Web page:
Looking up at the peak of Denali from the Kahiltna glacier, the survey team's starting point. Blaine Horner, CompassData

If you give a mountain a new name, its probably going to ask for a new elevation to go with it. Just days after President Obama ordered the highest peak in the country to be renamed Denali, the United States Geological Survey (USGS) decreed today that the mountain was officially 20,310 feet tall…10 feet shorter than its previous elevation.

So does this mean Denali shrunk? Nope. It just means that we are way better at measuring things now than we were in the 1950’s. Back in 1953, when the last survey was taken, researchers didn’t have Global Positioning Systems. They relied on maps, math, and traditional surveying techniques.

This isn’t the first time that the task of re-measuring Denali has been attempted. In 2013, radar measurements of the mountain taken from an aircraft, measured the height at 20,237 feet tall, much shorter than the assumed height of the summit. But the airborne measurement was designed to take broad, general measurements, not pinpoint the exact height of a summit. The only way to put the matter to rest was to send a team up to the top of a mountain loaded with equipment and supplies.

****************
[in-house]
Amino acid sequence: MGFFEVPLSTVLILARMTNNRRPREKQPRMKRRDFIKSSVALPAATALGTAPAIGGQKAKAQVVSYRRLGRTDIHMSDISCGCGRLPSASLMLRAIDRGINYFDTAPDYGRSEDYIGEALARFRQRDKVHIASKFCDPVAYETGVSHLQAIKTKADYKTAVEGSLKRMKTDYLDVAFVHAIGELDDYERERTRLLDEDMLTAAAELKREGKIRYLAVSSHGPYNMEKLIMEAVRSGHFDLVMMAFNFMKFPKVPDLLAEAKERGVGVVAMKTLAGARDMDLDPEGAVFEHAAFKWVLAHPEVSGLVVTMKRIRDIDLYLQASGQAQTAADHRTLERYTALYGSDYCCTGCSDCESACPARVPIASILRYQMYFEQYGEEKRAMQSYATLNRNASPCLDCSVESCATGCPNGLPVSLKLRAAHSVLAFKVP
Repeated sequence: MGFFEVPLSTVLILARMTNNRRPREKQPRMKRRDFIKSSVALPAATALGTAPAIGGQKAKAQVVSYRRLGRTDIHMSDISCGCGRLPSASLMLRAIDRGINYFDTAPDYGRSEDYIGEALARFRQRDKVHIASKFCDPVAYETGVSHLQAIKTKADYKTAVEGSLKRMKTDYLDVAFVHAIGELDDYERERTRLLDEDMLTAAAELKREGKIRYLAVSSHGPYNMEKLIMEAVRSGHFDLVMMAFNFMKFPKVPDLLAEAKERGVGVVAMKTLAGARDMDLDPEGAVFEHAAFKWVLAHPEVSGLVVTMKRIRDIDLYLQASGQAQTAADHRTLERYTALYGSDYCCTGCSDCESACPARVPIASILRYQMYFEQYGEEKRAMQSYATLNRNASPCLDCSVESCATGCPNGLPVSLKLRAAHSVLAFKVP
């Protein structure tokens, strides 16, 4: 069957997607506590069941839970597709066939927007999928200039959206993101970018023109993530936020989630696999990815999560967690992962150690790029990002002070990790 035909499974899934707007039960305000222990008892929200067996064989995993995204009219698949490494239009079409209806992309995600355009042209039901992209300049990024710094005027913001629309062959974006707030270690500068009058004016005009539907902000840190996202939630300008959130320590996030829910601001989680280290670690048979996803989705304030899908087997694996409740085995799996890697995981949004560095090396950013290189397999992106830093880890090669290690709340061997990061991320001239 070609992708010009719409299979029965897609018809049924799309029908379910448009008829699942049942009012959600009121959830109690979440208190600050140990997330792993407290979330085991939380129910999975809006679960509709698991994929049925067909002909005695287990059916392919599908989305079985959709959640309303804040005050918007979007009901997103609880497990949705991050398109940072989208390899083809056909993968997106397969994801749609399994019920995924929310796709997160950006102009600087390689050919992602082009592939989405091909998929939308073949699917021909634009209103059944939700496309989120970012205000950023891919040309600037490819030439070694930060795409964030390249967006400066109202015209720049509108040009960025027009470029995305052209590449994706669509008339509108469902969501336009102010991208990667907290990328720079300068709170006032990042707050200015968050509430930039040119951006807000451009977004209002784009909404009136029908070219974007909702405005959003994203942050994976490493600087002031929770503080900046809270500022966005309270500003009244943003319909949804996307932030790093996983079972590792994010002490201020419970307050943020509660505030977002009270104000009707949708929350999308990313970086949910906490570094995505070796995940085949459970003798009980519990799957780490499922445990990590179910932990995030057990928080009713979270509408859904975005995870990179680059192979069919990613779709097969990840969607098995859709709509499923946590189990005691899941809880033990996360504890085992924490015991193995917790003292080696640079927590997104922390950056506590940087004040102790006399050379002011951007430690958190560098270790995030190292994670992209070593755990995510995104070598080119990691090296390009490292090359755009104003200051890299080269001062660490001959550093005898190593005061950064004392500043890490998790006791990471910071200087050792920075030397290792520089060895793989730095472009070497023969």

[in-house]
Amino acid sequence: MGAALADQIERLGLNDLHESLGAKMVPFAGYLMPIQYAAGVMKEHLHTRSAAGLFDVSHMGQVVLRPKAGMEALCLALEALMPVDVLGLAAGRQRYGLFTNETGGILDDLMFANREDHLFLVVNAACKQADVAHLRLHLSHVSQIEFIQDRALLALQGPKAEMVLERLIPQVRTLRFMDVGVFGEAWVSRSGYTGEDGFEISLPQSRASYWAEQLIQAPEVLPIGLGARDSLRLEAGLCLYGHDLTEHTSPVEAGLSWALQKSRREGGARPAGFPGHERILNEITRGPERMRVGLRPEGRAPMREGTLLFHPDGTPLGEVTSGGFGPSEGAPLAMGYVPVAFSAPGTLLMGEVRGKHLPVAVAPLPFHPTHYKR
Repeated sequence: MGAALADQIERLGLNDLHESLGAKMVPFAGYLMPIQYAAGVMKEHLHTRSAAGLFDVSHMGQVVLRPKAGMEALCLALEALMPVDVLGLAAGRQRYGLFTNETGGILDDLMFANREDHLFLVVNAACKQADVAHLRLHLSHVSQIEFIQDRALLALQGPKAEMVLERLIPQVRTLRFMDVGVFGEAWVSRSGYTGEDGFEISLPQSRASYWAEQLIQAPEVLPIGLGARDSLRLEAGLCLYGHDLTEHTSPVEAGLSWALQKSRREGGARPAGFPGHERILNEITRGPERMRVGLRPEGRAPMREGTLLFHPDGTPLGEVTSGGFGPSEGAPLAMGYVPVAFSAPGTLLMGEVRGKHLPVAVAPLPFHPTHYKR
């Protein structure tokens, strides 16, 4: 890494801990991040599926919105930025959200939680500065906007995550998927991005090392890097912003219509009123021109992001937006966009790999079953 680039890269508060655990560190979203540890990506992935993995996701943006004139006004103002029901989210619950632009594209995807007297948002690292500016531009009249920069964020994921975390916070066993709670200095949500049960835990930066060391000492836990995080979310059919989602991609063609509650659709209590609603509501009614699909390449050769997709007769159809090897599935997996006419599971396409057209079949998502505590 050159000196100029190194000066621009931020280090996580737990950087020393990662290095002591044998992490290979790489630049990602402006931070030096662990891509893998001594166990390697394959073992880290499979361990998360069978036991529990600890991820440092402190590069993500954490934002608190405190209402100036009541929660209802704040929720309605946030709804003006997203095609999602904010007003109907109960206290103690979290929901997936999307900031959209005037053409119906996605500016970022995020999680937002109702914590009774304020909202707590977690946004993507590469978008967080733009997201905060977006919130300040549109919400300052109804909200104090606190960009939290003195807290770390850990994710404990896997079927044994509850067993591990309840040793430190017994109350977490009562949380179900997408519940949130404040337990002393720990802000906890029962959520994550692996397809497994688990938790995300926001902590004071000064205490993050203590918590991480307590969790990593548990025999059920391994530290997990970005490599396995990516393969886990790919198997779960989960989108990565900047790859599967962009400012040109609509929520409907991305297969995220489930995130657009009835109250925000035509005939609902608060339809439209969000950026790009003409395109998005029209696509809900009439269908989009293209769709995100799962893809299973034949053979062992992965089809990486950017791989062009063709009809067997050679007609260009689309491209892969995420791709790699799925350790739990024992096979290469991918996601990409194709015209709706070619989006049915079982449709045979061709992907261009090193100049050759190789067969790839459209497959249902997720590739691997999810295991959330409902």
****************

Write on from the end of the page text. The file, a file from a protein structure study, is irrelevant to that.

The survey itself took place in June, with a scientific team of four setting off for the peak on June 15, and not arriving back to base camp until June 29. Click through the gallery above to see what they went through in pursuit of Denali’s new elevation.

“No place draws more public attention to its exact elevation than the highest peak of a continent. Knowing the height of Denali is precisely 20,310 feet has important value to earth scientists, geographers, airplane pilots, mountaineers and the general public,” Suzette Kimball, USGS acting director said in a statement. “It is inspiring to think we can measure this magnificent peak with such accuracy.”



Looking up at the peak of Denali from the Kahiltna glacier, the survey team’s starting point.

Kahiltna glacier

In order to cross the glacier safely, the group travelled during the coldest part of the day, between 11 pm and 5 am.


The researchers pulled sleds filled with equipment and supplies. Some of the supplies had been insulated and placed on the mountain before the trip, waiting for the group to pick them up.


It took nine days for the team to finally reach the summit, on June 24.


Among other challenges, the team had to cross the ‘Autobahn’ a section of the mountain located between the elevations of 17,000 and 18,400 feet. It is part of the final leg before the summit, but is extremely steep, dangerous, and very, very cold.


Once at the top, the team located the summit and set up their instruments.


The group turned on the GPS equipment and left it there to collect data for a day, then retrieved it and headed home.